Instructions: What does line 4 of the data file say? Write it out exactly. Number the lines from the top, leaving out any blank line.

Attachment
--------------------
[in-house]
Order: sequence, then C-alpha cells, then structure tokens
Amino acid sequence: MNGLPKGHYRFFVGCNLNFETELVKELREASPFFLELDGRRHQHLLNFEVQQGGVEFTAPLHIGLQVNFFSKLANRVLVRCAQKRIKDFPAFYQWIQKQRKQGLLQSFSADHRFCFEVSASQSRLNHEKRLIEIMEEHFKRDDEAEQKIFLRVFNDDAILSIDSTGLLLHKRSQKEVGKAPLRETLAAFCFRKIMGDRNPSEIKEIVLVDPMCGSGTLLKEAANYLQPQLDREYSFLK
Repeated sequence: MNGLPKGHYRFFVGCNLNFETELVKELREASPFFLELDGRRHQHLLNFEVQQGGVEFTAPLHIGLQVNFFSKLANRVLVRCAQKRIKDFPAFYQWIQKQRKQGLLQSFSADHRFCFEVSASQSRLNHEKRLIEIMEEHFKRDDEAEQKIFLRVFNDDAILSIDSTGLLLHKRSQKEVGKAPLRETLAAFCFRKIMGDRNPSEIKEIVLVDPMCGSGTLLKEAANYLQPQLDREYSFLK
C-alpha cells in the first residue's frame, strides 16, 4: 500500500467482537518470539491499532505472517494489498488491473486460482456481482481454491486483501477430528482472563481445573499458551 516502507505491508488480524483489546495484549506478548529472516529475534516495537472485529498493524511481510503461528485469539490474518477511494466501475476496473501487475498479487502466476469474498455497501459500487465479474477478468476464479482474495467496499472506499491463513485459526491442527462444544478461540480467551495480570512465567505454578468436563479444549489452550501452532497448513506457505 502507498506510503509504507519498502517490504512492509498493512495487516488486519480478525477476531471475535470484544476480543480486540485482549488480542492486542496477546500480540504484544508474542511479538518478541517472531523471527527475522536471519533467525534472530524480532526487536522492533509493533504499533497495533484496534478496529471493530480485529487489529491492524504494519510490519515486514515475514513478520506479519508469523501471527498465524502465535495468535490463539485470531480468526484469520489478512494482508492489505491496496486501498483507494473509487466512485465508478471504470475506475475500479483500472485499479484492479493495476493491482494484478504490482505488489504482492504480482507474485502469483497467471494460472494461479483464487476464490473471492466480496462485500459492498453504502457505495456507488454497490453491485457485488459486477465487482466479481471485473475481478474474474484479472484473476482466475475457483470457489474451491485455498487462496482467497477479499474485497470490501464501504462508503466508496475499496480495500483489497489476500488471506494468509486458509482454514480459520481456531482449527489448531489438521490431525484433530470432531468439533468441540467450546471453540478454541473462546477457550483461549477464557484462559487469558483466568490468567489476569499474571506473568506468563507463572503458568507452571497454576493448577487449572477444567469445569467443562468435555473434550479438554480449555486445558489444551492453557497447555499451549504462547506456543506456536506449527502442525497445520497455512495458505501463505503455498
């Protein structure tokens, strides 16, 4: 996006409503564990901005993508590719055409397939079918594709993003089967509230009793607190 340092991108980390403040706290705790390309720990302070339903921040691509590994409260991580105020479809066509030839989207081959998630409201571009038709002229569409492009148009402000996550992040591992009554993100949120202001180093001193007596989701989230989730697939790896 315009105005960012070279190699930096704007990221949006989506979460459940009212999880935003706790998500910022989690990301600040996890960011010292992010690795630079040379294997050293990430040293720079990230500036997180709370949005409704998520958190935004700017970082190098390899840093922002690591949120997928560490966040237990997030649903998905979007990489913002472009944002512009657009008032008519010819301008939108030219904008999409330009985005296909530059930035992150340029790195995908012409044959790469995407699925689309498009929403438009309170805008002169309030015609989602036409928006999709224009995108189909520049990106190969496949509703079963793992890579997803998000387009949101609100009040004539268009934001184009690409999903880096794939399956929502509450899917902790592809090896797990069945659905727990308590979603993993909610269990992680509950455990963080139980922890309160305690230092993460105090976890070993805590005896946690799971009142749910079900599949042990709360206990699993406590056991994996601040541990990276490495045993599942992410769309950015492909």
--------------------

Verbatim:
Repeated sequence: MNGLPKGHYRFFVGCNLNFETELVKELREASPFFLELDGRRHQHLLNFEVQQGGVEFTAPLHIGLQVNFFSKLANRVLVRCAQKRIKDFPAFYQWIQKQRKQGLLQSFSADHRFCFEVSASQSRLNHEKRLIEIMEEHFKRDDEAEQKIFLRVFNDDAILSIDSTGLLLHKRSQKEVGKAPLRETLAAFCFRKIMGDRNPSEIKEIVLVDPMCGSGTLLKEAANYLQPQLDREYSFLK